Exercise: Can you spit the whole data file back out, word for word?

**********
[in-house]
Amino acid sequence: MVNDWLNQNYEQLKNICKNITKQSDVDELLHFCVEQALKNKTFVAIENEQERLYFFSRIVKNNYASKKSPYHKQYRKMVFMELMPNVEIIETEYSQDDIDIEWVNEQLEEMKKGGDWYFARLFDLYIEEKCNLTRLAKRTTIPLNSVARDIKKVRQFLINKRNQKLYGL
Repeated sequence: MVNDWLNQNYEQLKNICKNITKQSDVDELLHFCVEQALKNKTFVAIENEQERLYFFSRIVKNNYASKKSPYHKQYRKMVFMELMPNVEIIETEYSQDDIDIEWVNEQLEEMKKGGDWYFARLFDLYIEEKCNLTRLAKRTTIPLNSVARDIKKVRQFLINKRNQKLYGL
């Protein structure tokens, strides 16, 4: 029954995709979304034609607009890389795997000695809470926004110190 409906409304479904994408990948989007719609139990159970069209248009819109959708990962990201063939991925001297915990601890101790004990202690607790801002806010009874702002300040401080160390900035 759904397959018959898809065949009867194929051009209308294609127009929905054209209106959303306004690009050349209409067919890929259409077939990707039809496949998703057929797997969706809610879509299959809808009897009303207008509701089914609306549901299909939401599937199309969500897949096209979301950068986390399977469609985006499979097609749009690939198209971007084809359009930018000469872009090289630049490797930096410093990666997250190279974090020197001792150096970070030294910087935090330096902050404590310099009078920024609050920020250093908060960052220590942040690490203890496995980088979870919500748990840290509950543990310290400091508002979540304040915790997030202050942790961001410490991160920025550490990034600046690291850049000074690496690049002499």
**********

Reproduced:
[in-house]
Amino acid sequence: MVNDWLNQNYEQLKNICKNITKQSDVDELLHFCVEQALKNKTFVAIENEQERLYFFSRIVKNNYASKKSPYHKQYRKMVFMELMPNVEIIETEYSQDDIDIEWVNEQLEEMKKGGDWYFARLFDLYIEEKCNLTRLAKRTTIPLNSVARDIKKVRQFLINKRNQKLYGL
Repeated sequence: MVNDWLNQNYEQLKNICKNITKQSDVDELLHFCVEQALKNKTFVAIENEQERLYFFSRIVKNNYASKKSPYHKQYRKMVFMELMPNVEIIETEYSQDDIDIEWVNEQLEEMKKGGDWYFARLFDLYIEEKCNLTRLAKRTTIPLNSVARDIKKVRQFLINKRNQKLYGL
């Protein structure tokens, strides 16, 4: 029954995709979304034609607009890389795997000695809470926004110190 409906409304479904994408990948989007719609139990159970069209248009819109959708990962990201063939991925001297915990601890101790004990202690607790801002806010009874702002300040401080160390900035 759904397959018959898809065949009867194929051009209308294609127009929905054209209106959303306004690009050349209409067919890929259409077939990707039809496949998703057929797997969706809610879509299959809808009897009303207008509701089914609306549901299909939401599937199309969500897949096209979301950068986390399977469609985006499979097609749009690939198209971007084809359009930018000469872009090289630049490797930096410093990666997250190279974090020197001792150096970070030294910087935090330096902050404590310099009078920024609050920020250093908060960052220590942040690490203890496995980088979870919500748990840290509950543990310290400091508002979540304040915790997030202050942790961001410490991160920025550490990034600046690291850049000074690496690049002499």